SpaceX launched two small prototype satellites this week to test the idea of beaming the internet back to Earth. It’s the first step in an effort to create truly worldwide web coverage – bringing internet access to all, across the globe.
David Royse | LedeTree
When the SpaceX Falcon 9 rocket lifted off on Thursday from California’s Vandenberg Air Force Base, it carried two small prototype satellites, Tintin A&B, that are now deployed and communicating to stations on earth. They’re the first of thousands of satellites Elon Musk’s company wants to launch into orbit in an audacious plan to carry internet to all corners of the globe.
First two Starlink demo satellites, called Tintin A & B, deployed and communicating to Earth stations pic.twitter.com/TfI53wHEtz
— Elon Musk (@elonmusk) February 22, 2018
Starlink is SpaceX’s planned satellite constellation project, aimed at reducing the internet access gap by using satellites to beam internet signals around the Earth.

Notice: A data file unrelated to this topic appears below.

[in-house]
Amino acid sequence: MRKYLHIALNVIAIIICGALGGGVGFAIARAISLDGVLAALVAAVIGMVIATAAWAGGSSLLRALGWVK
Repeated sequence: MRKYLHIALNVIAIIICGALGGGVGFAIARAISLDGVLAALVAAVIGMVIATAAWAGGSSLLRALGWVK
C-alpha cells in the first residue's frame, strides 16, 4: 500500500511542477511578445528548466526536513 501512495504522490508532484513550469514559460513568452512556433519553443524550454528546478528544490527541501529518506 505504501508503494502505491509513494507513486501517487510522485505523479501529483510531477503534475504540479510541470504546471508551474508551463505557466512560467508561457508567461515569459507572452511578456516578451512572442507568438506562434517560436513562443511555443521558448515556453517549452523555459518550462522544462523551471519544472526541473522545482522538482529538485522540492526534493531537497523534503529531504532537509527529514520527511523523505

Whatever the global good it would produce, documents published last year by the Wall Street Journal indicated that Musk sees Starlink as a major revenue producer, one that could help fund SpaceX’s other operations. Musk has also said it might help fund his dream of creating a city on Mars.
Today’s Falcon launch carries 2 SpaceX test satellites for global broadband. If successful, Starlink constellation will serve least served.
— Elon Musk (@elonmusk) February 21, 2018